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July 29, 2011

What Scales Best?

It is a constant, yet interesting debate in the world of big data.  What scales best?  OldSQL, NoSQL, NewSQL?

I have a longer post coming on this soon.  But for now, let me make the following comments.  Generally, most data technologies can be made to scale - somehow.  Scaling up tends not to be too much of an issue, scaling out is where the difficulties begin.  Yet, most data technologies can be scaled in one form or another to meet a data challenge even if the result isn’t pretty. 

What is best?  Well that comes down to the resulting complexity, cost, performance and other trade-offs.  Trade-offs are key as there are almost always significant concessions to be made as you scale up.

A recent example of mine, I was looking at scalability aspects of MySQL.  In particular, MySQL Cluster.  It is actually pretty easy to make it scale.  A 5 node cluster on AWS was able to scale to process a sustained transaction rate of 371,000 insert transactions – per second.   Good scalability yes, but there were many trade-offs made around availability, recoverability and non-insert query performance to achieve it.  But for the particular requirement I was looking at, it fitted very well.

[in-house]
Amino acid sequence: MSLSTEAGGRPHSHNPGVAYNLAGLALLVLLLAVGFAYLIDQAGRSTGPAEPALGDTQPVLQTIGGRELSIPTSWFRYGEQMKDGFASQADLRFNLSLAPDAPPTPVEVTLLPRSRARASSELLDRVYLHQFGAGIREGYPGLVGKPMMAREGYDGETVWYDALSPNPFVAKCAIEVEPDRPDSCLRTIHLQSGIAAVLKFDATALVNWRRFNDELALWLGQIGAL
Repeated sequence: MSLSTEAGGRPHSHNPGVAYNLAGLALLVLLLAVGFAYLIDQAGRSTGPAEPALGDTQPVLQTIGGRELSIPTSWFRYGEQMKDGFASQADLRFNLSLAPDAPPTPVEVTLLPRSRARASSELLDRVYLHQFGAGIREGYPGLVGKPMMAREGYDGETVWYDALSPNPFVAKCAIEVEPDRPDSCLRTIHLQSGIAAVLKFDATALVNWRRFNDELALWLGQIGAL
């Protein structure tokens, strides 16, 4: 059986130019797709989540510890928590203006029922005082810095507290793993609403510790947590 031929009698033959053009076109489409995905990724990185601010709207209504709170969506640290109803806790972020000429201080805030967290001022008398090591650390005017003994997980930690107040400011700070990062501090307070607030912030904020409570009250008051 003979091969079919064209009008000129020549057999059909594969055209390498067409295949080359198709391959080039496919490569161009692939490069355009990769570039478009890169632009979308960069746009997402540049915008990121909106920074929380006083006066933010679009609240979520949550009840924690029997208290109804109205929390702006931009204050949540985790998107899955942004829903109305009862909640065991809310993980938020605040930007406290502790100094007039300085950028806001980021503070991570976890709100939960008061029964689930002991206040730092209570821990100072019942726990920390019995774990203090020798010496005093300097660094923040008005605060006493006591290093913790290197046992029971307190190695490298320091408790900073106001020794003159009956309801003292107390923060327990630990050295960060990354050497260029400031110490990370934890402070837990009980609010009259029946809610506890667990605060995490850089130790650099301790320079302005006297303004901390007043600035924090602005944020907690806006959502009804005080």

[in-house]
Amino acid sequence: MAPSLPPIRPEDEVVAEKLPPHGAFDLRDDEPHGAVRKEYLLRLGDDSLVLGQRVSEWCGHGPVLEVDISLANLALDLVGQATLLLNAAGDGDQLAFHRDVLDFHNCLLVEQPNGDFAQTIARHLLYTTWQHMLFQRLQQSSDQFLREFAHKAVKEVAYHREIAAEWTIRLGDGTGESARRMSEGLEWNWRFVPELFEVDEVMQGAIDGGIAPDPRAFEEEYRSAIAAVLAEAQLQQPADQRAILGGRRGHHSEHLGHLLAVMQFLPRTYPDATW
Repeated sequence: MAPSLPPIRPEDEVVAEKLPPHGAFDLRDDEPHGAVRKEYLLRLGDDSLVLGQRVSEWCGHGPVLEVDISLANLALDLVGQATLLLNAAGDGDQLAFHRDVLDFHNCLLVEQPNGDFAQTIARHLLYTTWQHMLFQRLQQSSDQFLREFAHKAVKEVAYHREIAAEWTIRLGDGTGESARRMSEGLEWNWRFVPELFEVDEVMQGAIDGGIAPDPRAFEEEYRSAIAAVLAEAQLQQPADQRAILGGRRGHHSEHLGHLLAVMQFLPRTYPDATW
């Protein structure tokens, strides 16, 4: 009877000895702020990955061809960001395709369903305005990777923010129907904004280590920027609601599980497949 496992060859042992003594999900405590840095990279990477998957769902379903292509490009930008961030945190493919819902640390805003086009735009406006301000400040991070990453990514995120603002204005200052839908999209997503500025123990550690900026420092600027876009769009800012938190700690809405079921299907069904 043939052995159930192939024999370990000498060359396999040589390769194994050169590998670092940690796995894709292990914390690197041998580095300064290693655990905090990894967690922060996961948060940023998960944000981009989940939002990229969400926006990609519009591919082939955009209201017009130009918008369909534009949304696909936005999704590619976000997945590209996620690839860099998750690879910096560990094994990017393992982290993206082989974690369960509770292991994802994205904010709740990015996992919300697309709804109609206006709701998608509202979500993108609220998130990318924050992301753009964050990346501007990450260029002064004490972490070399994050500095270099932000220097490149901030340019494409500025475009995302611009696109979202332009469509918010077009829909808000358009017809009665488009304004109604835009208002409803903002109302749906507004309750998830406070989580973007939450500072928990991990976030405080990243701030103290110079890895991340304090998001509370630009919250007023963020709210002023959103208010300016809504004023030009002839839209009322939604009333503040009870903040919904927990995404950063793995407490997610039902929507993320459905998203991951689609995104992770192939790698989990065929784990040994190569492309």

So what is this all about?  Well, if a Social Network is  running MySQL in a sharded cluster to achieve the scale necessary to support their multi-millions users the fact that database technology x or database technology y can also scale with different “costs” or trade-offs doesn’t necessarily make it any better – for them.  If you, for example, have some of the smartest and talented MySQL developers on your team and can alter the code at a moment’s notice to meet a new requirement – that alone might make your choice of MySQL “better’ than using NoSQL database xyz from a proprietary vender where there may be a loss of flexibility and control from soup to nuts.

So what is my point?  Well I guess what I am saying is physical scalability is of course an important consideration in determining what is best.  But it is only one side of the coin.  What it “costs” you in terms of complexity, actual dollars, performance, flexibility, availability, consistency etc, etc are all important too.  And these are often relative, what is complex for you may not be complex for someone else.

 

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